You opened Pandora's Box when your modsmanship took you into the swingarm bushing. The first time I rotated the swingarm down for packing, I, too, was very tempted to "improve" the swingarm mechanics, but I demurred, since the rear sus did work well with almost no preload on the coil spring (I'm 200 lb.). It was the front sus that I couldn't tolerate. As a result...
    The Mauna Kea bike

    I'm sure Yan would welcome an ME's suggestions about a reengineered swingarm pivot, especially a design that could be implemented in technologies and by assemblers available in China.

    Oh yes.... the crankset spider has been known to taco, so if you like standing on the pedals, it's just as well that you replaced it.

    As for the final score, for the money, I give the DT FS 10/10. To improve on what you got for $309 in another product line, you're lookin' at 2x or 3x the DT FS price.

  6. #6
    Bromptonaut 14R's Avatar
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    If I own a bike business I would give you bikes just to get that kind of quality, unbiased review! 10/10.
    Thank you for the time to write it down.

  7. #7
    Part-time epistemologist invisiblehand's Avatar
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    Quote Originally Posted by SesameCrunch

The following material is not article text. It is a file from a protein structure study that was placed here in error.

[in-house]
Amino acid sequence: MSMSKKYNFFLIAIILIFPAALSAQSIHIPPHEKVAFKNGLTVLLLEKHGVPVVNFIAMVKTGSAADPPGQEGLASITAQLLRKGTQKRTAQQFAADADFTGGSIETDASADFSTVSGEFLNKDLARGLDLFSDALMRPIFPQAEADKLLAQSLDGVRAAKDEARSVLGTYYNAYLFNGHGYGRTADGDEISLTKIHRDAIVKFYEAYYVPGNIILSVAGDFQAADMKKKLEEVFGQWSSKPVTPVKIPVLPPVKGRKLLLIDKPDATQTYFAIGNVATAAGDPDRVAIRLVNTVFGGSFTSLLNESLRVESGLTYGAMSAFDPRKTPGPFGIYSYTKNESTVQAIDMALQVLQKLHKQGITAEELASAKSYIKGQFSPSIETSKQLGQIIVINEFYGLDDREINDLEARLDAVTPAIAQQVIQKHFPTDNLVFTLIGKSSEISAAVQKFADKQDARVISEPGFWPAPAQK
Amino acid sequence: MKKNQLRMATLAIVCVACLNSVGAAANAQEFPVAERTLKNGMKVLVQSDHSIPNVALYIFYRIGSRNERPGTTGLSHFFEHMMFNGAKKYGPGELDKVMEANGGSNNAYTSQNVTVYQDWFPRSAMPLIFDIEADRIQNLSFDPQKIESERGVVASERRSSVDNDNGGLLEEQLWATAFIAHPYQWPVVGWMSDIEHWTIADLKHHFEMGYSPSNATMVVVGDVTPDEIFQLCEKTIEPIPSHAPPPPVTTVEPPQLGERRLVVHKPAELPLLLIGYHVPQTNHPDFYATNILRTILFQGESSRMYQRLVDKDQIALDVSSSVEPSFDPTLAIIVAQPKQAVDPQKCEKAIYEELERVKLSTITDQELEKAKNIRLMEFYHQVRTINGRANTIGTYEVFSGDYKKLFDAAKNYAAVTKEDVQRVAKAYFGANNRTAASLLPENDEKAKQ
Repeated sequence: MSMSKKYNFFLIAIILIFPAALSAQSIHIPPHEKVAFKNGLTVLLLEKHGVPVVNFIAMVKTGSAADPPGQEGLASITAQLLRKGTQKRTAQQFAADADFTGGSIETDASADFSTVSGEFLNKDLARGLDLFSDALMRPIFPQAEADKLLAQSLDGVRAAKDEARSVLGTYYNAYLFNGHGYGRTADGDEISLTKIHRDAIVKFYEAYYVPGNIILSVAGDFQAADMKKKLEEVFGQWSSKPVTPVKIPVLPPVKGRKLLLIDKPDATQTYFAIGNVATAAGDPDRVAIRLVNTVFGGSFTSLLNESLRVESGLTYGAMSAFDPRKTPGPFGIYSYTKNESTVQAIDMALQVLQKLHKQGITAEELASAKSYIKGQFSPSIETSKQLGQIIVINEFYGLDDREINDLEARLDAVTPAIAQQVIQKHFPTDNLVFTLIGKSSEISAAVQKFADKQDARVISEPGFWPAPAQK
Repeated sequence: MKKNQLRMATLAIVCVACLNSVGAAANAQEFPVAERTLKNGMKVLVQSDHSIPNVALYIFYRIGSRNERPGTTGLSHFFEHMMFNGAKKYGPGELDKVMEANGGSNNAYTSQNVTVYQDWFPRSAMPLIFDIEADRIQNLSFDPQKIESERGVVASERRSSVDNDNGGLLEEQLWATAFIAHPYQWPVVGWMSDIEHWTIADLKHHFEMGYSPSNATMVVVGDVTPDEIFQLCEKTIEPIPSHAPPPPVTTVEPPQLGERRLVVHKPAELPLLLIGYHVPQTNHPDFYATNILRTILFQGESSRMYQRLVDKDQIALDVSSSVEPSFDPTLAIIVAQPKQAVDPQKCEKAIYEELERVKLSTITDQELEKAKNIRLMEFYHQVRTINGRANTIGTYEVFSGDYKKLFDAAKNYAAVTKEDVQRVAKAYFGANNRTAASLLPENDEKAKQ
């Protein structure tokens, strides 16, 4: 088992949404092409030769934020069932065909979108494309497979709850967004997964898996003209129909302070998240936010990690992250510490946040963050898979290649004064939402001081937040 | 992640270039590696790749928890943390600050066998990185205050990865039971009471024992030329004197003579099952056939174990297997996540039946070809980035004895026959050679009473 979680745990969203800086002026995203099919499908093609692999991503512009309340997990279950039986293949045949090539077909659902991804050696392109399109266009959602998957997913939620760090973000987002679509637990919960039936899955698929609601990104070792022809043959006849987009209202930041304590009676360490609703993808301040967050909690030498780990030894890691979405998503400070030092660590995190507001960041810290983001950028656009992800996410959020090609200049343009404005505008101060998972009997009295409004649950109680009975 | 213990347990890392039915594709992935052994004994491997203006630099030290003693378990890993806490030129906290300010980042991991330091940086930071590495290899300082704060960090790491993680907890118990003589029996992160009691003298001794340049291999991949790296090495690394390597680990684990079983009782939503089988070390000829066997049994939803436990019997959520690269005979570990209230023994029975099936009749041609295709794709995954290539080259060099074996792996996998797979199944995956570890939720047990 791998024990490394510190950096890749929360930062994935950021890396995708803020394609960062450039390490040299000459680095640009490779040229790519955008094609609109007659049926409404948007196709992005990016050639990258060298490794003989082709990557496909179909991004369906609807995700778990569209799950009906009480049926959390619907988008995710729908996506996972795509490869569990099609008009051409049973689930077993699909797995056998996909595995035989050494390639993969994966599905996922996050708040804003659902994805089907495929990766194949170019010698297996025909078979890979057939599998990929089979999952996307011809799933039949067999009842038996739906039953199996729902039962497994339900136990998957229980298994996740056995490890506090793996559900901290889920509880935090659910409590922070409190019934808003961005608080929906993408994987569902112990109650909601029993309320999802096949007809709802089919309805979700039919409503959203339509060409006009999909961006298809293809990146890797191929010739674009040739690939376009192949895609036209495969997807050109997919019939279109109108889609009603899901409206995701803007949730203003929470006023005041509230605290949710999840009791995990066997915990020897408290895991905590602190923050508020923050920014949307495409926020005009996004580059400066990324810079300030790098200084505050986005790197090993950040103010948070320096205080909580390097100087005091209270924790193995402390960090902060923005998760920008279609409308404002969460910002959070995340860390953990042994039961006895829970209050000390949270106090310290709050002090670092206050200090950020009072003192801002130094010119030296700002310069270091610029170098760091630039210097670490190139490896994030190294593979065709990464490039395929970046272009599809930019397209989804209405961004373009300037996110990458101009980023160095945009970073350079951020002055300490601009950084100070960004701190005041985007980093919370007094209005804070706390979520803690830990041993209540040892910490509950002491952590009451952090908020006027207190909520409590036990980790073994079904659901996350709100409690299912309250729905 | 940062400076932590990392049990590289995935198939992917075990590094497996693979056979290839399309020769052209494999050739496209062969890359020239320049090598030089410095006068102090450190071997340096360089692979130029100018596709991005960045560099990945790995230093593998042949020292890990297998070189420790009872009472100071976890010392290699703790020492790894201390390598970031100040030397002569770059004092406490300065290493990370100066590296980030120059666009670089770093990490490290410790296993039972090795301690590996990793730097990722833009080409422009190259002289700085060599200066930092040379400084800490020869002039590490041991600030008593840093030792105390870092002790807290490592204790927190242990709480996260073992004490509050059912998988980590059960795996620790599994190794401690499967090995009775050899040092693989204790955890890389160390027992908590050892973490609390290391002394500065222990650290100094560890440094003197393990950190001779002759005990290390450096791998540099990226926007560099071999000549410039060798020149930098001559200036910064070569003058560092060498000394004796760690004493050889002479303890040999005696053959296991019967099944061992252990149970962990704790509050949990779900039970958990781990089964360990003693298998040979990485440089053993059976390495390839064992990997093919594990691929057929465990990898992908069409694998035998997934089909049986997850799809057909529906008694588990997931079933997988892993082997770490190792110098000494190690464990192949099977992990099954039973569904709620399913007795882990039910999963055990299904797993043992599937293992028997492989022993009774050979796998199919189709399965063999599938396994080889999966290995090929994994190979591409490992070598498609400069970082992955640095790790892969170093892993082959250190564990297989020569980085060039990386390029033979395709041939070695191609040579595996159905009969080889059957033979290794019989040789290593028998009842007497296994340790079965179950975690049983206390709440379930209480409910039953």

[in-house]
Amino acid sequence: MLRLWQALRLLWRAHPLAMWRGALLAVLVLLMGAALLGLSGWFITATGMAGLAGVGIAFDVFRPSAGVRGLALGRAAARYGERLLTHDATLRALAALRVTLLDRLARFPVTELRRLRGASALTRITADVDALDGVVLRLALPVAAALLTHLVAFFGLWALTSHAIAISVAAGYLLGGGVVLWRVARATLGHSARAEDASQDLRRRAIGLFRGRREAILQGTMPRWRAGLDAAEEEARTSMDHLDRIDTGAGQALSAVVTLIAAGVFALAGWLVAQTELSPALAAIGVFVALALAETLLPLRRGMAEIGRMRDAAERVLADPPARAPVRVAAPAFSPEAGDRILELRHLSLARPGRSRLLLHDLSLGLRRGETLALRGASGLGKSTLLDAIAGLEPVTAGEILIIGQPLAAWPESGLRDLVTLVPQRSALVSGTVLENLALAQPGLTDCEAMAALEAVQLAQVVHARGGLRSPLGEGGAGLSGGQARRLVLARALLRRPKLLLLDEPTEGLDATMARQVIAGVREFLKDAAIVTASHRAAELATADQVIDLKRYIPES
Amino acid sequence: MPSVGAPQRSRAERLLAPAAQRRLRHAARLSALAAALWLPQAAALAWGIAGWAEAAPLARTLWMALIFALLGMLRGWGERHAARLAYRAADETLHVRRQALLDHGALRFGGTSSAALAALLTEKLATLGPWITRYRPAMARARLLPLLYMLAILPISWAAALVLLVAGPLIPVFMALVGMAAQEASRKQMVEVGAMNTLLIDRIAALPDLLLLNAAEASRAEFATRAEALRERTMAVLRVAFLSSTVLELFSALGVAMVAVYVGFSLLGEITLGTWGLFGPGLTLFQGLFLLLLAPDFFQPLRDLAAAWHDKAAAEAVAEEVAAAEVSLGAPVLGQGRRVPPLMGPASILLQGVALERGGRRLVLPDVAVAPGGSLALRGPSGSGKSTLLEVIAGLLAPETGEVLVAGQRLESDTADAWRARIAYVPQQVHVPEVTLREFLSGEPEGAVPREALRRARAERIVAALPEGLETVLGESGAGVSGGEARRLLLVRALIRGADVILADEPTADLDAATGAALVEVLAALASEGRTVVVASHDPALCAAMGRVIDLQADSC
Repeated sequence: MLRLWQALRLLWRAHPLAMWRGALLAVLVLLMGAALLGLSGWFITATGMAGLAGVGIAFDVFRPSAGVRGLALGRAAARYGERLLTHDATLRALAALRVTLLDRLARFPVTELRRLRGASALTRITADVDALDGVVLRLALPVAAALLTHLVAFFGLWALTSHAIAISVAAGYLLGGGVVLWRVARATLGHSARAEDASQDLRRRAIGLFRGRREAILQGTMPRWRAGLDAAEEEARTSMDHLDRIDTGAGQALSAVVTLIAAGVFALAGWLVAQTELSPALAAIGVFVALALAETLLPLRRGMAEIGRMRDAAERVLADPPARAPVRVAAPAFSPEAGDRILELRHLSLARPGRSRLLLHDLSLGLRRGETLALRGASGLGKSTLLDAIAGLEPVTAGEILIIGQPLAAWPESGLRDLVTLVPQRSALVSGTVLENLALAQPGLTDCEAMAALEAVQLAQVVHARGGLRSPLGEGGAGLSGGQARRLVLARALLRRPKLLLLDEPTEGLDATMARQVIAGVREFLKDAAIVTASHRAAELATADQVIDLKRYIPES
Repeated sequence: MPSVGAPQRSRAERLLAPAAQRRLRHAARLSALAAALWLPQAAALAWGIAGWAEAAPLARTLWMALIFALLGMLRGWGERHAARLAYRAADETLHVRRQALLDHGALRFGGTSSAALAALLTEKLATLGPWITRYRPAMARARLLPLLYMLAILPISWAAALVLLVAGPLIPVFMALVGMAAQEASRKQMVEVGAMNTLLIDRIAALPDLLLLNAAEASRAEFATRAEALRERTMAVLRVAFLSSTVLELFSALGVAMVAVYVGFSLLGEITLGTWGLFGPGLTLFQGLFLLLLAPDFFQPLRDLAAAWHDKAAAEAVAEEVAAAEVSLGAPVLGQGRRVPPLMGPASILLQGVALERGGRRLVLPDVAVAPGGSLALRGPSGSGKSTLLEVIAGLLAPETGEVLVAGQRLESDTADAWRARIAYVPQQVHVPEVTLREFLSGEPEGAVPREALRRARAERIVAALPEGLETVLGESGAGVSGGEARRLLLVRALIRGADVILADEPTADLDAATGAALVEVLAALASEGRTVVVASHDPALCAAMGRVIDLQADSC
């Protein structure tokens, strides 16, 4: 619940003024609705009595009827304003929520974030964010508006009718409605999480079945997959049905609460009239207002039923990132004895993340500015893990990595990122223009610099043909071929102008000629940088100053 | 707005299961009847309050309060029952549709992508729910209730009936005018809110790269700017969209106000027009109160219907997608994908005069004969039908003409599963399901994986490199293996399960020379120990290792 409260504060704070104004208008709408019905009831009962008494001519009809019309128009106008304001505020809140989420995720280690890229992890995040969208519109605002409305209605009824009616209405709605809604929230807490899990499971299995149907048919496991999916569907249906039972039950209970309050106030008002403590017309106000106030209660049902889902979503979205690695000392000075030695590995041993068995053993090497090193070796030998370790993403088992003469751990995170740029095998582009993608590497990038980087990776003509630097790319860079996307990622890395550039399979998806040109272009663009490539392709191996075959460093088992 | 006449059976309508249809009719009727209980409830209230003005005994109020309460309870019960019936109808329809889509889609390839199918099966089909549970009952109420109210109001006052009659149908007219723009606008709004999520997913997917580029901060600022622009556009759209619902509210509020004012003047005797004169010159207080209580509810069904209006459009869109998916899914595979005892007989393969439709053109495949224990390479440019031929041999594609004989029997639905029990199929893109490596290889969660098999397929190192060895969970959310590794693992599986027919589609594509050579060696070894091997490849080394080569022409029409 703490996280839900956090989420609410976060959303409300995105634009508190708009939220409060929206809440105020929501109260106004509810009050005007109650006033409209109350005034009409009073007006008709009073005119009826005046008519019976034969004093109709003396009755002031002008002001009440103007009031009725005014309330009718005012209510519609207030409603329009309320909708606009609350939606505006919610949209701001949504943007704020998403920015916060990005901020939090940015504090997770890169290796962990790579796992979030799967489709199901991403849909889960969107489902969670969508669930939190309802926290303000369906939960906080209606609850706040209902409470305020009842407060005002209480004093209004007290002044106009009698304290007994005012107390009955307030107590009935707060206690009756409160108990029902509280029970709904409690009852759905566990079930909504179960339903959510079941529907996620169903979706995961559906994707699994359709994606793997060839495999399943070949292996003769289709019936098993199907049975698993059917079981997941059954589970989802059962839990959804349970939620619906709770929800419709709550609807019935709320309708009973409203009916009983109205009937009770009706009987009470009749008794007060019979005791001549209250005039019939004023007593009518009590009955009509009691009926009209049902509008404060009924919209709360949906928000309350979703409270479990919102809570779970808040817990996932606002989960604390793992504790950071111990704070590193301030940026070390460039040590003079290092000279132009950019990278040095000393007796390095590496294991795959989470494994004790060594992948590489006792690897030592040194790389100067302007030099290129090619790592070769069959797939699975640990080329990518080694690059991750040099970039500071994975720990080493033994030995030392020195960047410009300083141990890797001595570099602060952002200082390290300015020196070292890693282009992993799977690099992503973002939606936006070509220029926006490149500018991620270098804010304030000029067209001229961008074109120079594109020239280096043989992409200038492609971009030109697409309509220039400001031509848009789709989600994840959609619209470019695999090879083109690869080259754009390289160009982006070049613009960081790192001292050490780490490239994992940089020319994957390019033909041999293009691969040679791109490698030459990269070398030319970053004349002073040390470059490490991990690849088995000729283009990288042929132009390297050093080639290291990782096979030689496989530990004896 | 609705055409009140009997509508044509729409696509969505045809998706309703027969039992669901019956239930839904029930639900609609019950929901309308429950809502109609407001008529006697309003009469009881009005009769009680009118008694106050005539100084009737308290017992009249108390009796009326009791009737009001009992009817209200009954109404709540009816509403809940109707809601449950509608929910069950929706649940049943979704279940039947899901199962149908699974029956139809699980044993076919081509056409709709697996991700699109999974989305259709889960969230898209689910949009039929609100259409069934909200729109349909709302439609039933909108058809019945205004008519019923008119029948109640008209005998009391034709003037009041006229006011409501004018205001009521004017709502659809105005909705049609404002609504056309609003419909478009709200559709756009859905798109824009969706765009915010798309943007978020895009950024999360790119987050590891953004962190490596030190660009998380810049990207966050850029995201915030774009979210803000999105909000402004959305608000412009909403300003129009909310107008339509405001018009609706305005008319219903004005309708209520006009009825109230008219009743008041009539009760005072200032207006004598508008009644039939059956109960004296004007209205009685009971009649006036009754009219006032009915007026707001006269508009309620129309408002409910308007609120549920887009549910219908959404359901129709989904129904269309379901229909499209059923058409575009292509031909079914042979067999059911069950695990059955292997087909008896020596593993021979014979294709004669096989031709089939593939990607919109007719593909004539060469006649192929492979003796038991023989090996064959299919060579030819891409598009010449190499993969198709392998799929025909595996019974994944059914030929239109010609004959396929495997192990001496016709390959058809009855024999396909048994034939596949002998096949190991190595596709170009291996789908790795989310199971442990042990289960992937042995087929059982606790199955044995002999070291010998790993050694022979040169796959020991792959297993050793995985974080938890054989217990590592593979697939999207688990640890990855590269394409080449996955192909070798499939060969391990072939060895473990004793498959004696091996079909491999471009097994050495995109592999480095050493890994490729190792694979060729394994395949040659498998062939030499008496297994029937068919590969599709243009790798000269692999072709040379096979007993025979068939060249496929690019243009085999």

I had to chuckle at your BB experience. I just automatically loosen and grease the BB's whenever I get a DT (have had 6 now). I don't know what the process is at the factory, but I have this visual image of a Yao Ming sized guy with big forearms torquing them down
    Make that some guy with Popeye forearms torquing down the cups without any grease or anti-seize lube. Mine was as dry as a desert.

  8. #8
    Eschew Obfuscation SesameCrunch's Avatar
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    Quote Originally Posted by invisiblehand
    Make that some guy with Popeye forearms torquing down the cups without any grease or anti-seize lube. Mine was as dry as a desert.
    +1. All of mine were dry too.

  9. #9
    Senior Member downtube's Avatar